What happened to Google Maps?

Justin O'Beirne compares the 2010 and 2016 editions of Google Maps and finds a lack of balance — especially after looking at a map printed in the 1960s. [more inside]
posted by metaquarry on May 28, 2016 - 129 comments

Terrapattern

Terrapattern, currently in alpha, is a visual search tool for satellite imagery. [more inside]
posted by zamboni on May 25, 2016 - 3 comments

Maps of Britain and Ireland’s ancient tribes, kingdoms and DNA

"For map fans, some new maps showing Celt, Roman, Anglo-Saxon and Viking territories in the British Isles. Also, the remarkable DNA map which shows how modern Britons still live in the same tribal kingdom areas as their ancestors in 600 AD."
posted by stoneweaver on May 15, 2016 - 29 comments

Weather Map Data Porn

The National Weather Service's Enhanced Data Display is in its experimental but still fun-to-play-with stage. It's a product of the Charleston, WV, NWS station's Weather Ready Nation Pilot Project. There are demos and tutorials on NWS Charleston's Youtube page. Mobile version
posted by not_on_display on May 9, 2016 - 20 comments

The bear doesn't panic or climb a tree to flee. It stands its ground.

What does a bear in yellowstone do all day? For the first time, trek into the wild backcountry of America's first national park and see what it looks like from a bear's point of view. Special cameras were attached to the tracking collars of two grizzlies and two black bears in Yellowstone...Tag along as National Geographic gives you an unprecedented window into some of the most fearsome predators on Earth. Watch as these bears act as tour guides through their secret world, with little human intervention.
posted by jnnla on Apr 26, 2016 - 12 comments

Interactive visualisation of world shipping

You can see movements of the global merchant fleet over the course of 2012, overlaid on a bathymetric map. There is a worthwhile introductory narration, then you can can "pan and zoom in the usual ways, and skip back and forward in time using the timeline at the bottom of the screen. " [more inside]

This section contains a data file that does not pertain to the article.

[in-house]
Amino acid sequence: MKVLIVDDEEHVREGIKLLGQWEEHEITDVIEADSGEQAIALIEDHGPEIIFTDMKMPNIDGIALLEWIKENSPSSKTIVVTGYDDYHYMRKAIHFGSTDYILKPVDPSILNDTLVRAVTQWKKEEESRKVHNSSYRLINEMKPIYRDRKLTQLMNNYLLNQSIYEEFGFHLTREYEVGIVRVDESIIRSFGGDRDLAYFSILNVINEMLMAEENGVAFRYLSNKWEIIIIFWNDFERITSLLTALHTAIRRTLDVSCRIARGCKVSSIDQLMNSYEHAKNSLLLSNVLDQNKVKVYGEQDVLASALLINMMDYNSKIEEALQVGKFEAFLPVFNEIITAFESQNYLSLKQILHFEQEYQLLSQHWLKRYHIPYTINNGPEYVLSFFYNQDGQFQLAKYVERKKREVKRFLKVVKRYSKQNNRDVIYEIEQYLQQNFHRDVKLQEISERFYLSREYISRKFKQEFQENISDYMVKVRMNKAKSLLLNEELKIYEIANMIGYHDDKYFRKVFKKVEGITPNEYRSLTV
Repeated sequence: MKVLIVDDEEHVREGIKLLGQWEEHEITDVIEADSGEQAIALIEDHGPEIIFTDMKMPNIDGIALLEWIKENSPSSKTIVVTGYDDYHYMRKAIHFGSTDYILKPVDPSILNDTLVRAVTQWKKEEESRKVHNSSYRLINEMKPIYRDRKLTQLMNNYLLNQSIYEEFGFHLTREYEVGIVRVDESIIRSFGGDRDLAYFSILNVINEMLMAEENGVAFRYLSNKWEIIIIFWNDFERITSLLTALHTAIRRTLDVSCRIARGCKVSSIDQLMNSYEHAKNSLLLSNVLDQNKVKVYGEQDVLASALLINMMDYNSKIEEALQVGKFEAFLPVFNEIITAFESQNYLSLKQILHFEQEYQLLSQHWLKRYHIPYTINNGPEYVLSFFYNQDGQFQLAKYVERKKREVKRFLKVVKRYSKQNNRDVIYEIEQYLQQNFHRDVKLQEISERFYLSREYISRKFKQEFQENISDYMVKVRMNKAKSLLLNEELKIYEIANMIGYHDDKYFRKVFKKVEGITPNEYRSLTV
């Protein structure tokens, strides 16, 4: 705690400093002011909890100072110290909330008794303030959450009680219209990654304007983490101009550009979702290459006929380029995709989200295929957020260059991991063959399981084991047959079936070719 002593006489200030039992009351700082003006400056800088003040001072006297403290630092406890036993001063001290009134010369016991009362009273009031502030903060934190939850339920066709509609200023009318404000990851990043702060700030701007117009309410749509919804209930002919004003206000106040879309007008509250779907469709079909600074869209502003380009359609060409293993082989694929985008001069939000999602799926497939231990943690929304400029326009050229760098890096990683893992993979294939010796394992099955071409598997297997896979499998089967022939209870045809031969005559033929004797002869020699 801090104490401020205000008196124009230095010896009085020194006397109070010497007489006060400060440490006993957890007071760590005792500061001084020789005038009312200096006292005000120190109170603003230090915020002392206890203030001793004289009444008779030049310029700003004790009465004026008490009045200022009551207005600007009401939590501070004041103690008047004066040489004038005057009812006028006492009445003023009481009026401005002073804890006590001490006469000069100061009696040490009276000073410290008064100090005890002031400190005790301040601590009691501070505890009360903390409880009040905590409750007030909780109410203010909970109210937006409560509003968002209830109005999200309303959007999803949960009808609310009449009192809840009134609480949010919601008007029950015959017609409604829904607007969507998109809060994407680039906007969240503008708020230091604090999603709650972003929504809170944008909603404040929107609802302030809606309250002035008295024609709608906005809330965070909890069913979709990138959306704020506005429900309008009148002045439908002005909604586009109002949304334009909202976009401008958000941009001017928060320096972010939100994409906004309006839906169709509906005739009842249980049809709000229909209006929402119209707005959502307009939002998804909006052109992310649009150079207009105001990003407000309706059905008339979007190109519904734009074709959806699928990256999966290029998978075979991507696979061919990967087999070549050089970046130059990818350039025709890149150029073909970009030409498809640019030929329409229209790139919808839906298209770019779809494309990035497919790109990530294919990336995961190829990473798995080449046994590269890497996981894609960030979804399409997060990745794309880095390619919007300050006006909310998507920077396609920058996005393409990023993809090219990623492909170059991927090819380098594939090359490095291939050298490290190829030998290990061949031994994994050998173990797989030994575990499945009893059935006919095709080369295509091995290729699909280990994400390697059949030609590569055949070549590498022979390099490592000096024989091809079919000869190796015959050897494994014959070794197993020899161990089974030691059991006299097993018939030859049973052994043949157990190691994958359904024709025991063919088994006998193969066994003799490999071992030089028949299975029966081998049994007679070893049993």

posted by hawthorne on Apr 25, 2016 - 7 comments

Access Together

Access Together crowdsources accessibility information about businesses and other venues. The site is relatively new, and coverage outside of NYC is sparse, but contributing is easy.
posted by jedicus on Apr 20, 2016 - 1 comment

Interactive timeline of history

Chronas is a history project linking Wikipedia and Wikidata that lets you use a time slider at the bottom to see how the world looked any given date during the past 2000 years, watching realms grow and disappear. Video describing how it works. If you click on the countries/regions/empires shown, then it will show you the appropriate Wikipedia entry. [more inside]
posted by nickyskye on Apr 20, 2016 - 24 comments

Yes, zombies can swim.

Corpseburg lays a zombie survival skin over Google Maps. Punch in an address to create a map. Scavenge local schools, businesses and hospitals for food, weapons, meds and barricade materials.
posted by klangklangston on Apr 9, 2016 - 12 comments

Mapping lead exposure risk by census tract

Vox, with the help of the Washington State Department of Health, has used "housing and poverty data in our calculations to [map] areas of risk" for lead poisoning. [more inside]
posted by MoonOrb on Apr 6, 2016 - 32 comments

ID that landform you see from your window seat

". . .the airplane seat is sort of a planetarium for the Earth,” she says. “It’s a great way to inspire people to learn about the sciences.”
Flyover Country is a free app that correlates geo/paleo databases, maps, and other data sources with your phone's GPS to provide information and identification about the landscape below as you fly over it - no wi-fi necessary. [more inside]
posted by barchan on Apr 5, 2016 - 56 comments

Online safari in South Africa